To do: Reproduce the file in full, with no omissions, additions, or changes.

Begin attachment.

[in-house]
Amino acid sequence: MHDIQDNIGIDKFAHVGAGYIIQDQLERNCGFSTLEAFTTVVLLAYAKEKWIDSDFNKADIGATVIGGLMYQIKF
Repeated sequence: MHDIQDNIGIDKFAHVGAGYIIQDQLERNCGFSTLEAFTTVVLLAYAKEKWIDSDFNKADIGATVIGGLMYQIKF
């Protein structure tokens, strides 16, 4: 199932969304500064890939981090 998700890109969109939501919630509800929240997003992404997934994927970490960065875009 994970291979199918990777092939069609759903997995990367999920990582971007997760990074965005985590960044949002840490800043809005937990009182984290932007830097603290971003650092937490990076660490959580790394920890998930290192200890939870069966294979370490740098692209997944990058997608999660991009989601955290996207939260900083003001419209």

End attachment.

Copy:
[in-house]
Amino acid sequence: MHDIQDNIGIDKFAHVGAGYIIQDQLERNCGFSTLEAFTTVVLLAYAKEKWIDSDFNKADIGATVIGGLMYQIKF
Repeated sequence: MHDIQDNIGIDKFAHVGAGYIIQDQLERNCGFSTLEAFTTVVLLAYAKEKWIDSDFNKADIGATVIGGLMYQIKF
């Protein structure tokens, strides 16, 4: 199932969304500064890939981090 998700890109969109939501919630509800929240997003992404997934994927970490960065875009 994970291979199918990777092939069609759903997995990367999920990582971007997760990074965005985590960044949002840490800043809005937990009182984290932007830097603290971003650092937490990076660490959580790394920890998930290192200890939870069966294979370490740098692209997944990058997608999660991009989601955290996207939260900083003001419209």